Smith was raised in the former British colony of Tunapuna, Trinidad, a place that still has British traditions infused into their Native Culture. Much of his work addresses the multitude of cultural influence that he experienced, the struggle with identity that the locals felt, and his own influences from identifying with the West Indies, Africa, and even the British oppressors — not to mention his current home of New Jersey!
His assemblages, appropriately configured into the shape of the continents, are cobbled from found objects. Forming them in a shape of each region, Smith shows us literally the melting pot that makes up the world — directly relational to his Trinidad upbringing. Using junk that he finds on the street or from friends, Smith creates pieces that take on a narrative that brings the object’s history (or made up history) to the entire piece.
Toys, spools of thread, scrap metal, cardboard tubes and discarded brushes make up the continents (and a separate piece of his home state of New Jersey). He also uses found textiles and belts to create sculptures of soldiers, chickens and other characters. Each piece of trash is given new life in his installations.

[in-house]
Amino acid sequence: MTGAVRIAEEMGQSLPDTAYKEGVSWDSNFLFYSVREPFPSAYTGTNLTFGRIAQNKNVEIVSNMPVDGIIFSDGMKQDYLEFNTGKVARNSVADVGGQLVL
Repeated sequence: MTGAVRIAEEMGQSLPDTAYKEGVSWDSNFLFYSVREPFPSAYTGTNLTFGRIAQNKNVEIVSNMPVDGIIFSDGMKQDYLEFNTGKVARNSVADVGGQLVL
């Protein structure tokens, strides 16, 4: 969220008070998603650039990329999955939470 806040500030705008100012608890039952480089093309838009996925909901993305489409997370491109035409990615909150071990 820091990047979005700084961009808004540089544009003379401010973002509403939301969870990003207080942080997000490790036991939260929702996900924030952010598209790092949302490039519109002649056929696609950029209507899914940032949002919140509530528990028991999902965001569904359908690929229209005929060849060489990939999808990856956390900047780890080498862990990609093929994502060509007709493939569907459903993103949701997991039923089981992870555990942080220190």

Smith also constructs what he calls “Bundle Houses,” a series of shanty like sculptures made from found objects from the streets. The Bundle Houses evoke our city’s homeless, but Smith asks with them, “What if this is what we were left with?” And in a post-Apocalyptic sort of theory, we could be left with the junk we find on the street. Nyugen Smith’s sculptures force us to consider what might happen, while bringing the question of identity up for consideration.